Emotional Intelligence matters, as much as Intelligence Quotient (IQ), when it finding fulfilment in life. IQ can help you get that coveted promotion, but your emotional intelligence determines your leadership qualities which include collaborating and managing teams.
In other words, without emotional intelligence, one is not complete. So, what is emotional intelligence and how does it affect our overall wellbeing?
Find out when you read this article.
What is emotional intelligence?
Mental Health America (MIA) defines emotional intelligence (EI), also known as emotional quotient (EQ), as the ability to manage both your own emotions and understand the emotions of people around you. Emotional intelligence helps you connect with your feelings, build stronger relationships with others, communicate effectively and achieve your goals.
There are five key attributes to EI and they include self-awareness, self-regulation, motivation, empathy and social skills.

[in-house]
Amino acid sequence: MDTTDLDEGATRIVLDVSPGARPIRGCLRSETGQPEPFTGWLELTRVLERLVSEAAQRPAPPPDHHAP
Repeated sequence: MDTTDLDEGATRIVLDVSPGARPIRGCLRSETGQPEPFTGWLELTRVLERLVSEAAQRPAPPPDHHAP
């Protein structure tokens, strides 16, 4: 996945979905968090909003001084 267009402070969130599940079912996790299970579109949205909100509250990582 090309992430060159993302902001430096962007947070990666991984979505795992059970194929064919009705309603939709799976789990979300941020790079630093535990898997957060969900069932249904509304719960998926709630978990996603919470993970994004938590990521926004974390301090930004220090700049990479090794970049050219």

- Self-awareness: This means you understand your emotions and how they affect your thoughts and actions. You also understand your strengths and weaknesses which can help you boost your self-confidence.
- Self-regulation: This is when you can control impulsive feelings and behaviours and manage your emotions in healthy ways. You also take initiative, fulfil your obligations or commitments and can also adapt to changing circumstances.
- Motivation: This means your drive to improve and achieve your goals. You have to be ready to act on any given opportunity, be consistent no matter the adversities and be optimistic that you will overcome.
- Empathy: This means an awareness of the needs and feelings of others both individually and in groups. You can put yourself in other people’s shoes to understand things from their perspective. It is a particularly difficult emotional intelligence to achieve as it requires humility which many do not have. But when you can achieve it, you can acknowledge and respect their feelings and opinions even if you disagree.